Edinburgh Fringe 2016
Attrape Moi (Catch Me) is a circus show about friendship by Quebecois circus company Flip FabriQue, formed by graduates from the Quebec City Circus School.
Six childhood friends arrive at a cabin in the pouring rain for their first reunion since they parted ten years previously. They joke with one another, play games, look at old photos, and perform circus tricks. The circus skills are formidable, and excellently performed.
If Attrape Moi has a fault, it is in the marketing. This is much more a show aimed at children than any of its publicity lets on. The show is full of slapstick comedy that had the children in the audience – and some of the grown ups – laughing, but left other adults cold. The cast act in a pretty juvenile way – too childlike for the late twenty-somethings they supposedly are (the French version of Flip FabriQue’s website has more detail about the narrative than the English site – the friends parted at the beginning of adult life), even taking into account some regression in the presence of old friends. It can only make sense if the intended audience is children.
The music is an energetic and contemporary mix of rock, techno, folk, and in the first act, music is created live by a singer and beatboxer in the cast. It is quite the visually appealing spectacle. The show includes some incredible acts in juggling, diabolo, trampolining, hula hoop, yo-yo (involving a stunning use of lights), and group acrobatics. Most impressive, however, is the aerial straps act, which demonstrates remarkable strength (and the muscles behind it – why is it that aerial straps are often done shirtless?). Personally, I found some of the slapstick acting taking place during acts an unwelcome distraction. I’d rather watch the awe-inspiring circus tricks taking place than see performers smear shaving foam all over their faces.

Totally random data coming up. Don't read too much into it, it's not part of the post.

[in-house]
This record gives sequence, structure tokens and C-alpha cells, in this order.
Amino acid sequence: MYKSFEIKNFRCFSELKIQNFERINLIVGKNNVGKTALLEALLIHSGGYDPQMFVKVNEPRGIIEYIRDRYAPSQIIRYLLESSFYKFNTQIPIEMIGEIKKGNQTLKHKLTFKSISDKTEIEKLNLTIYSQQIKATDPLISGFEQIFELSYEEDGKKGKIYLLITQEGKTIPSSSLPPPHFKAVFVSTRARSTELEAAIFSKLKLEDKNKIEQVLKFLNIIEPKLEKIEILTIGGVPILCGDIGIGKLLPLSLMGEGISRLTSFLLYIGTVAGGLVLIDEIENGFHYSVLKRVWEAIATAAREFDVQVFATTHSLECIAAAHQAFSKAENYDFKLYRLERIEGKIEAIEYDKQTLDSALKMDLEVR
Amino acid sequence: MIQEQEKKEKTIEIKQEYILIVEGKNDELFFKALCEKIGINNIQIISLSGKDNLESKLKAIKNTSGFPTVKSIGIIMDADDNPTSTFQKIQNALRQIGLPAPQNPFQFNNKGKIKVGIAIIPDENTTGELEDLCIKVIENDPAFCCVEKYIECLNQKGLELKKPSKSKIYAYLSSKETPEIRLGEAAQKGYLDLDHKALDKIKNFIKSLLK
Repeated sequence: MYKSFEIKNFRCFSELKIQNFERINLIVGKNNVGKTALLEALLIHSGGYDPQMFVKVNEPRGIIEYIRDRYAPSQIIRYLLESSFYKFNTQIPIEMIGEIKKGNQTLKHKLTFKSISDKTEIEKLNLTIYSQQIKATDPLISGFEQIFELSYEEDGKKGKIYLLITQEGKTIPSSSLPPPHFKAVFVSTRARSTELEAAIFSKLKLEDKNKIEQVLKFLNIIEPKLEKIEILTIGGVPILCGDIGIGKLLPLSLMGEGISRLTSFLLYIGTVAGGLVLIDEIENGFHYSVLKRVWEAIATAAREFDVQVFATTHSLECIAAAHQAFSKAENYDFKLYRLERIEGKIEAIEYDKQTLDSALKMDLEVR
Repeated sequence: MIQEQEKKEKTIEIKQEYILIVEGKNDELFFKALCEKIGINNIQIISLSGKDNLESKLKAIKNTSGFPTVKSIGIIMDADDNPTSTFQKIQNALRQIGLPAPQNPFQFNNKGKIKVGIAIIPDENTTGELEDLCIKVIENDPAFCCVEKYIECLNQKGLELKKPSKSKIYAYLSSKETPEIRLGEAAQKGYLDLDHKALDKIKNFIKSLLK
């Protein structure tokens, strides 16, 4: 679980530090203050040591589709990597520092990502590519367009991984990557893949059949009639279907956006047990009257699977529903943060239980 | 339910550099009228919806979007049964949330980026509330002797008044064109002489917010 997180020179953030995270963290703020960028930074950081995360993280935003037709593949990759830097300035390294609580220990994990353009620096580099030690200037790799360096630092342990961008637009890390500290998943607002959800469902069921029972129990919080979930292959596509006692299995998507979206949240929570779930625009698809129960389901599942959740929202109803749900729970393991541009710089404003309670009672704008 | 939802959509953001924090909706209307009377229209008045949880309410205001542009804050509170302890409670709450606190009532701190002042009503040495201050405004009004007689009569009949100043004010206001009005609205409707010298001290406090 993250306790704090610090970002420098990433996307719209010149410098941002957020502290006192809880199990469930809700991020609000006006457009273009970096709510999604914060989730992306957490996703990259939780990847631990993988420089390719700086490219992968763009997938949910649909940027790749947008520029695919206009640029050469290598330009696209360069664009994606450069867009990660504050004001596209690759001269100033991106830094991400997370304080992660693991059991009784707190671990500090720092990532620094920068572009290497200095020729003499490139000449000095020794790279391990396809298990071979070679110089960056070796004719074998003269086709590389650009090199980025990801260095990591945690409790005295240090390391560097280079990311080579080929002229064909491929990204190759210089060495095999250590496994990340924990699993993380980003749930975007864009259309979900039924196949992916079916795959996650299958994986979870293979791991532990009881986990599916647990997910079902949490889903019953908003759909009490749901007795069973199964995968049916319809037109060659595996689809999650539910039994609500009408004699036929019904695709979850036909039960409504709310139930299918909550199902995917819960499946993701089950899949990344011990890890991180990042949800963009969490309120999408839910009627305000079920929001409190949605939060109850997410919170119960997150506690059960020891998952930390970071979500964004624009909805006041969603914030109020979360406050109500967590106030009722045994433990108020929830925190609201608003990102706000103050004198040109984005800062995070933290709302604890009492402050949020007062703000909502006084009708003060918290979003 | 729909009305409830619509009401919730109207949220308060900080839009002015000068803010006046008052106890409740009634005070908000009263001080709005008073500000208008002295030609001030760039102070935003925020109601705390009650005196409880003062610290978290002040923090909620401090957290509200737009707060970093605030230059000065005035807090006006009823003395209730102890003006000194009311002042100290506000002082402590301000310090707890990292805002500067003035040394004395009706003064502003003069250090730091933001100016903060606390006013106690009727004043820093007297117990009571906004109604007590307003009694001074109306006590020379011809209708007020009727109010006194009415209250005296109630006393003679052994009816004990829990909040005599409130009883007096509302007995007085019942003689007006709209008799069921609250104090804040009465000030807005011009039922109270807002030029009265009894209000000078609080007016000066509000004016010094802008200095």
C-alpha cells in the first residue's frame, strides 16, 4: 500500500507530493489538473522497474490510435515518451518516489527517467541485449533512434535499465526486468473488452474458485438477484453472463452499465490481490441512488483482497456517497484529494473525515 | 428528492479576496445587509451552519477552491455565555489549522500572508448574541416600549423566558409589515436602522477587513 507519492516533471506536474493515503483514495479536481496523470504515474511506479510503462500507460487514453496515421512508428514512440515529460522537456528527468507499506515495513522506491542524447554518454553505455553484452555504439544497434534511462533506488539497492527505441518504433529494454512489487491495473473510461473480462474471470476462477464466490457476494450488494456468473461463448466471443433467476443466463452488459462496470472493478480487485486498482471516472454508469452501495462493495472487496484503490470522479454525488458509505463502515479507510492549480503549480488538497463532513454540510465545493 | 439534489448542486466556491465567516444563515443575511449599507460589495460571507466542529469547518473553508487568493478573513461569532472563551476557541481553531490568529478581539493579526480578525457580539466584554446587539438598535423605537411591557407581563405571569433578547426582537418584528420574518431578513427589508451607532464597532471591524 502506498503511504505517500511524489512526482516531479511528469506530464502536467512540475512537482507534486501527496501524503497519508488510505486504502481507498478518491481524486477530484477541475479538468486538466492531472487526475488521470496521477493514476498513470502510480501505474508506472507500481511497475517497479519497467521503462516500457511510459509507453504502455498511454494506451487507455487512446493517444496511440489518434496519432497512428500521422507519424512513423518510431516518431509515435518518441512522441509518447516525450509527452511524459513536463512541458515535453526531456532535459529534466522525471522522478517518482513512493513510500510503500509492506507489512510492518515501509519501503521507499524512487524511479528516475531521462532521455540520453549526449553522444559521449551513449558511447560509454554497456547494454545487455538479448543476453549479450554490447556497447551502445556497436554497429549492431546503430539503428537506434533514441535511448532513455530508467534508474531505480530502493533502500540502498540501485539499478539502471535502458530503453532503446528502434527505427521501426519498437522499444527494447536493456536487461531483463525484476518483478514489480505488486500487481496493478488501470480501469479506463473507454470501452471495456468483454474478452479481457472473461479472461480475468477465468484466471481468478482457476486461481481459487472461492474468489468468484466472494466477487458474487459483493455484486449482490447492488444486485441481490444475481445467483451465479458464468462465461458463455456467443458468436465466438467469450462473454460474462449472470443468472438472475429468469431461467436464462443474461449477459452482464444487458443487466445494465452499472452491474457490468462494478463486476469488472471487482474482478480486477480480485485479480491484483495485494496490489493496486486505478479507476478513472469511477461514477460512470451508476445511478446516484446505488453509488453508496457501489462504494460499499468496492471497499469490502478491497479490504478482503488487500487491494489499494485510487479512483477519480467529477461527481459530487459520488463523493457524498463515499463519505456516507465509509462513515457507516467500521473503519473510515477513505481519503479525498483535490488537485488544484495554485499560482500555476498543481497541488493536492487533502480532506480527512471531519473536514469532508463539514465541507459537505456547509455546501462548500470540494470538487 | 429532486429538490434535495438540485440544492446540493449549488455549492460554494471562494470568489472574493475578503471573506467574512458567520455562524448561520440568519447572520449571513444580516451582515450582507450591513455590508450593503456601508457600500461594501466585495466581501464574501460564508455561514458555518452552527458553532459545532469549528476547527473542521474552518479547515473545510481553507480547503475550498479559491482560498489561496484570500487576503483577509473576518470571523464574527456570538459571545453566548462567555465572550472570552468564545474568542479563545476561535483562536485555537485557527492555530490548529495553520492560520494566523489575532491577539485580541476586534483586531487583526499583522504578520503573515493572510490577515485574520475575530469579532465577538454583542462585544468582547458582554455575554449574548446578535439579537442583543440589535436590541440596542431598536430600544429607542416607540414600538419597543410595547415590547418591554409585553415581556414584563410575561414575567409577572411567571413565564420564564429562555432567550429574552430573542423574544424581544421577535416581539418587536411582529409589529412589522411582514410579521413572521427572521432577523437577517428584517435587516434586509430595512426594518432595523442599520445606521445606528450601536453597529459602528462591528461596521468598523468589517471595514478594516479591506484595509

It’s a shame that Flip FabriQue haven’t got the same attitude towards gender balance as Canada’s prime minister, who, when asked why he had created a gender-balanced cabinet, replied ‘because it’s 2015.’ With a five to one ratio, Attrape Moi is even worse than the industry average in that respect. Worse still, the only girl is the one bringing ice lollies to the boys, needs help putting away an umbrella, and often seems to be sitting on the side watching, which doesn’t provide a very progressive example of gender relations for 2016.
I recommend Attrape Moi on the strength of the circus skills alone, and would further recommend it if you have children or find slapstick humour funny.